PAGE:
Financial Crime in The Time of COVID-19

Create a vendor selection project & run comparison reports
Click to express your interest in this report
Indication of coverage against your requirements
A subscription is required to activate this feature. Contact us for more info.
Celent have reviewed this profile and believe it to be accurate.
17 March 2020
Arin Ray

COVID-19 continues to take its toll as its impact grows on several aspects of our lives. Celent has talked about its potential impact on financial services technology investments, while our colleagues at Oliver Wyman have talked about its broader impact across industries. A key theme identified by Oliver Wyman is “digital acceleration,” i.e., the shift of a large part of the offline economy to online, such as the sudden burst of online shopping for daily necessities or medical supplies, banking and wealth management services, insurance transactions and claims processing, and in general online payments and funds transfer for many otherwise offline activities as more and more people practice social distancing.

Rapidly evolving crisis situations can quickly become a hotbed for financial criminals who take advantage of the uncertainties and vulnerabilities in the system and perpetuate frauds for personal financial gains. Several reports have already emerged along these lines, with the INTERPOL warning of financial fraud worth several hundreds of thousands dollars linked to purchase of surgical masks and medical supplies. In this digital era, such scams can be perpetuated easily and very quickly over several channels (e.g., telephone, emails) and across borders and nation states, which makes them hard to trace and harder to block or recover. Another area ripe for abuse is stock trading: with companies and stock markets in turmoil, insiders with privileged information on company actions or government plans can engage in insider dealings and market abuse in the stock markets.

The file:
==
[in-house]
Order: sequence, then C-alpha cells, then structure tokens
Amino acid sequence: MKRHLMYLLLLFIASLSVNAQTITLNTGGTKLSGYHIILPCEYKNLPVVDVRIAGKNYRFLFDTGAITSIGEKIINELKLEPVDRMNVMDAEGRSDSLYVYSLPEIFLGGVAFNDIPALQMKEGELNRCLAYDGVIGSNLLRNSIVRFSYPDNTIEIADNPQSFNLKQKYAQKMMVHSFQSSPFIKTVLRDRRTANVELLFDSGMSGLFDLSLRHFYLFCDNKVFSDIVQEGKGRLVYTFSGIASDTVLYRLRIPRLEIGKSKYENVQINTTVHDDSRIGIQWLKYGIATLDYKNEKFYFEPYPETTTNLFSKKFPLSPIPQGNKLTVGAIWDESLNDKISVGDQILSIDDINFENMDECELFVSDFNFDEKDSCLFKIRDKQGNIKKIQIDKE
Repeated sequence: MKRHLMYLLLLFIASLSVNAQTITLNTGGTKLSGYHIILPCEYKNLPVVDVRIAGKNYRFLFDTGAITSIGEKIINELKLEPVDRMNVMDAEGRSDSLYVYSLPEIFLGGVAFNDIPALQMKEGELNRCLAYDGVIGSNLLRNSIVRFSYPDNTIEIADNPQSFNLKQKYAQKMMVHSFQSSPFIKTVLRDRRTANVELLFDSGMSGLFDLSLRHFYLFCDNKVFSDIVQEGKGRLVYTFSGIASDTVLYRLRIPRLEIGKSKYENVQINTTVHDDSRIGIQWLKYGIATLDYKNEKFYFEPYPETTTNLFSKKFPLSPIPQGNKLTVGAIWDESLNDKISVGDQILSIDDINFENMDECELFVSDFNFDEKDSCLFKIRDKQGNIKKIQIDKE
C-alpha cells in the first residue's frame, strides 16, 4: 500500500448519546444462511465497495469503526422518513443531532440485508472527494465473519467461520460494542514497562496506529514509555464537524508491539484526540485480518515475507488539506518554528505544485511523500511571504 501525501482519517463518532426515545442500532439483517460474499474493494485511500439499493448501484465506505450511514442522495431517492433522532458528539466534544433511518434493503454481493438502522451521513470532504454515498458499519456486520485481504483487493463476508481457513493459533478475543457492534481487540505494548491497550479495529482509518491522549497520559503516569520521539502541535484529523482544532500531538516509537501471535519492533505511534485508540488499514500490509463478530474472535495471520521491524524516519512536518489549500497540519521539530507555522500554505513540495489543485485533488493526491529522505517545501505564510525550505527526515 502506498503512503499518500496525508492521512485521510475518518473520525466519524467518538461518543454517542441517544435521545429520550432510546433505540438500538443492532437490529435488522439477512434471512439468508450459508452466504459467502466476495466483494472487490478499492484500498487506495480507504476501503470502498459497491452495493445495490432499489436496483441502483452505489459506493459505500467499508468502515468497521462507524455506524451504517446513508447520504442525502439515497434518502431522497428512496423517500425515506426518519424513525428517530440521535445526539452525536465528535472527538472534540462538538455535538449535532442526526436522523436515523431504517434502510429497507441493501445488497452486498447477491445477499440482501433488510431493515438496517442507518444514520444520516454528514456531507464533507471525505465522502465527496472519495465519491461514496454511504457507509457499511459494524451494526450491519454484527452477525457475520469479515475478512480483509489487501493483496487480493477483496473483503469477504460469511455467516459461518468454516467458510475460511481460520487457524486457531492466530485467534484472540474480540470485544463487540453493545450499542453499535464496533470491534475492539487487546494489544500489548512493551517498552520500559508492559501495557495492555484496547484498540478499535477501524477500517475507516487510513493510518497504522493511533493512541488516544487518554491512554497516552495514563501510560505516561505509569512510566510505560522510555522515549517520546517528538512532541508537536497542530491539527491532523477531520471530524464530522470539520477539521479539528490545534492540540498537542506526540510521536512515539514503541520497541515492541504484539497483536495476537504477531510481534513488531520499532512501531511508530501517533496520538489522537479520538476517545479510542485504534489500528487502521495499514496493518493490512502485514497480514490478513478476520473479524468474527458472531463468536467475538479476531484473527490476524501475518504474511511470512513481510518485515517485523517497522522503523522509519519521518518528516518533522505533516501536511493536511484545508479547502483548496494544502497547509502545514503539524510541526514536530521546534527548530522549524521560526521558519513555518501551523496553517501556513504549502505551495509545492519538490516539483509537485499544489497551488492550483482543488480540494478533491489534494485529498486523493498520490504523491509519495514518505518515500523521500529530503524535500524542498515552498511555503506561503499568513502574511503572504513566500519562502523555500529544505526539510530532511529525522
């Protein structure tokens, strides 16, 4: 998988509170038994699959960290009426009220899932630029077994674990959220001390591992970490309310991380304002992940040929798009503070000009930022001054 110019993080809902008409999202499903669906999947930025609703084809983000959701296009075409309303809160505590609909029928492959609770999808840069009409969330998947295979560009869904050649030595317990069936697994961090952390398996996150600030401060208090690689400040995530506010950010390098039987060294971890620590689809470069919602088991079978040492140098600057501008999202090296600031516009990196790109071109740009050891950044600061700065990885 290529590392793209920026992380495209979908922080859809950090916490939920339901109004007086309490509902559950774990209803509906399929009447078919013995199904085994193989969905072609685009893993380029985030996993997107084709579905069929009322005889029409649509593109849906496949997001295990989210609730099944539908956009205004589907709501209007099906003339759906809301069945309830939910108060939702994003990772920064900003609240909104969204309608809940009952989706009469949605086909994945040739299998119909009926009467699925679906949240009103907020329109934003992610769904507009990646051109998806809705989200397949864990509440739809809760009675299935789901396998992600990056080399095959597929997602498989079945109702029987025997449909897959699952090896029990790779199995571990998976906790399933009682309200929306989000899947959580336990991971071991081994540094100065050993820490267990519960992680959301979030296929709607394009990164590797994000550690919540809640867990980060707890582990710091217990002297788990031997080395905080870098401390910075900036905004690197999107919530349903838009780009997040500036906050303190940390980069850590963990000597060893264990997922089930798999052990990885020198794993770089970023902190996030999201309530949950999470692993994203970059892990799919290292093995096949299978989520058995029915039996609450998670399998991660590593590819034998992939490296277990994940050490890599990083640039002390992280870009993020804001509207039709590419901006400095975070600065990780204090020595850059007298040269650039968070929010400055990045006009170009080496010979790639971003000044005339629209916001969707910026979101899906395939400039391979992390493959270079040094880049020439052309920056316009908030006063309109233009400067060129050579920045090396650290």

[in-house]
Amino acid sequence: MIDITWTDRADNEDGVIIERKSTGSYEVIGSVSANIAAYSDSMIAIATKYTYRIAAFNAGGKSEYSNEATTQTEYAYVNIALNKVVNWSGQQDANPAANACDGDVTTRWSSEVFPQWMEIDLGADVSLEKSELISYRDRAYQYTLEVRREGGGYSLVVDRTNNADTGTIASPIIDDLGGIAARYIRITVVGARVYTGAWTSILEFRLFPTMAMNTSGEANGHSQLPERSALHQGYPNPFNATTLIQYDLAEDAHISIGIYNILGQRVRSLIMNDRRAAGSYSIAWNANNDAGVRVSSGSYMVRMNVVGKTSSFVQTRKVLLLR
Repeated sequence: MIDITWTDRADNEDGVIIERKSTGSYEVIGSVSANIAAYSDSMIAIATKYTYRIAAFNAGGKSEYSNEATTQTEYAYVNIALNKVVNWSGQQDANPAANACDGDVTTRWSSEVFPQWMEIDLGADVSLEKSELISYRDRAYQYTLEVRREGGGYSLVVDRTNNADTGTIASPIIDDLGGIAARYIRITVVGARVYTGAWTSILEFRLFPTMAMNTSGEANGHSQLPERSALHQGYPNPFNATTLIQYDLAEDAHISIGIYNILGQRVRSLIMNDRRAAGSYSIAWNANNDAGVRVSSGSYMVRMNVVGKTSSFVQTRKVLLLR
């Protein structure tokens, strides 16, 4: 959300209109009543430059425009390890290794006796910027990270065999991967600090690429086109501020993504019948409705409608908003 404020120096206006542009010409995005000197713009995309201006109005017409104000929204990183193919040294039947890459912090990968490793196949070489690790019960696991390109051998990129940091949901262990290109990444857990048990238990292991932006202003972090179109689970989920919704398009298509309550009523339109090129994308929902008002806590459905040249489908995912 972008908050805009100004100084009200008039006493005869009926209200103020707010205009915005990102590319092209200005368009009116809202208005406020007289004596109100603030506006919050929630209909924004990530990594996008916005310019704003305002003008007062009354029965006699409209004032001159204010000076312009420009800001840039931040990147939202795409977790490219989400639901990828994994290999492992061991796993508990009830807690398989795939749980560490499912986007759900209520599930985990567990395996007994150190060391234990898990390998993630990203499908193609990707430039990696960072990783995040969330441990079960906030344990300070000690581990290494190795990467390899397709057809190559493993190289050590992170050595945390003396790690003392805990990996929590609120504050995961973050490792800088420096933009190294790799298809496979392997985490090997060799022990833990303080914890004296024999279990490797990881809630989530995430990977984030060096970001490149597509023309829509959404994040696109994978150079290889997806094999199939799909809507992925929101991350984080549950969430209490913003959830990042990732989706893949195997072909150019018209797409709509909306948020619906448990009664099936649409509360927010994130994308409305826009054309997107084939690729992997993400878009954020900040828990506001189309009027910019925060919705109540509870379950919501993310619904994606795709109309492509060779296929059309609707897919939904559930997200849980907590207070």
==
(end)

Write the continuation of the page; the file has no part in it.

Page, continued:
Therefore, the risks of financial crime have suddenly increased. Financial institutions need to be even more diligent and vigilant in preventing their spread and market contagion. With many financial institutions resorting to virtual work to encourage social distancing, this means their compliance departments also need to adjust and adapt very quickly. This puts pressure on cyber resiliency and cybersecurity aspects because cyber criminals are always looking to exploit any vulnerabilities in the cyber infrastructure, especially at a time like this when the load on the cyber ecosystem is very high. Financial crime compliance departments may not immediately come to mind when thinking of COVID-19, but they will have an important role in safeguarding the financial system in the coming days and weeks until normalcy returns.

Insight details

Insight Format
Blogs
Geographic Focus
Asia-Pacific, EMEA, LATAM, North America